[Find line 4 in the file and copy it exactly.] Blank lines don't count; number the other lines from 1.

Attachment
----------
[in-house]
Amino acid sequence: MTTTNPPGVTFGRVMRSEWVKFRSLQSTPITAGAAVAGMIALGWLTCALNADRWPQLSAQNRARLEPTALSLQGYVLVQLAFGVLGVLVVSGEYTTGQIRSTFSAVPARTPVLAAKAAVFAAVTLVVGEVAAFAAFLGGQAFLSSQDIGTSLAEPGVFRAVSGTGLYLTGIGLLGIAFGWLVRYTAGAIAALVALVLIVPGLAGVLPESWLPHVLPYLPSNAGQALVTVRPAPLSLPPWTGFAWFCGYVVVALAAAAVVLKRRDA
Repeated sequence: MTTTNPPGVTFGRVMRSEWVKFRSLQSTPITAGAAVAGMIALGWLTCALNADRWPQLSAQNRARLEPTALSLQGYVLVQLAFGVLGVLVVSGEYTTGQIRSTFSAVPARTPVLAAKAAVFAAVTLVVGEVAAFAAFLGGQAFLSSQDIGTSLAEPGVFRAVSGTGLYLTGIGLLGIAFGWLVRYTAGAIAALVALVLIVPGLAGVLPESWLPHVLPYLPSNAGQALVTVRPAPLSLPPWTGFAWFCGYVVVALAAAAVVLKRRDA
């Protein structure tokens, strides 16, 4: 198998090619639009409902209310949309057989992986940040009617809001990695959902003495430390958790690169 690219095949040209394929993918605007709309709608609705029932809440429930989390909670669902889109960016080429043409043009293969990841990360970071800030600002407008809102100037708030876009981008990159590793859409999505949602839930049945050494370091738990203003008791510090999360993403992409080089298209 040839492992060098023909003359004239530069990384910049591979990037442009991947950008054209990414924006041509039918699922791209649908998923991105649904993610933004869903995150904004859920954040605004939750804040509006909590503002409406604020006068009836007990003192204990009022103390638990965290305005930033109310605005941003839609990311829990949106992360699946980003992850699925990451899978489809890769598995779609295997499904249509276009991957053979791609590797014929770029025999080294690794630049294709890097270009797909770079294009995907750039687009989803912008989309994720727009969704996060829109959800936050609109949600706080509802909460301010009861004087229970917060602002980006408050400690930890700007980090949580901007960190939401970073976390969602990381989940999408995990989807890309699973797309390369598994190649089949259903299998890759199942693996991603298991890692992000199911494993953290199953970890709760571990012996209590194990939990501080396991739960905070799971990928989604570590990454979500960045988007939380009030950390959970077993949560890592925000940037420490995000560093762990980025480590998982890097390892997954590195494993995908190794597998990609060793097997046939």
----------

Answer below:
């Protein structure tokens, strides 16, 4: 198998090619639009409902209310949309057989992986940040009617809001990695959902003495430390958790690169 690219095949040209394929993918605007709309709608609705029932809440429930989390909670669902889109960016080429043409043009293969990841990360970071800030600002407008809102100037708030876009981008990159590793859409999505949602839930049945050494370091738990203003008791510090999360993403992409080089298209 040839492992060098023909003359004239530069990384910049591979990037442009991947950008054209990414924006041509039918699922791209649908998923991105649904993610933004869903995150904004859920954040605004939750804040509006909590503002409406604020006068009836007990003192204990009022103390638990965290305005930033109310605005941003839609990311829990949106992360699946980003992850699925990451899978489809890769598995779609295997499904249509276009991957053979791609590797014929770029025999080294690794630049294709890097270009797909770079294009995907750039687009989803912008989309994720727009969704996060829109959800936050609109949600706080509802909460301010009861004087229970917060602002980006408050400690930890700007980090949580901007960190939401970073976390969602990381989940999408995990989807890309699973797309390369598994190649089949259903299998890759199942693996991603298991890692992000199911494993953290199953970890709760571990012996209590194990939990501080396991739960905070799971990928989604570590990454979500960045988007939380009030950390959970077993949560890592925000940037420490995000560093762990980025480590998982890097390892997954590195494993995908190794597998990609060793097997046939």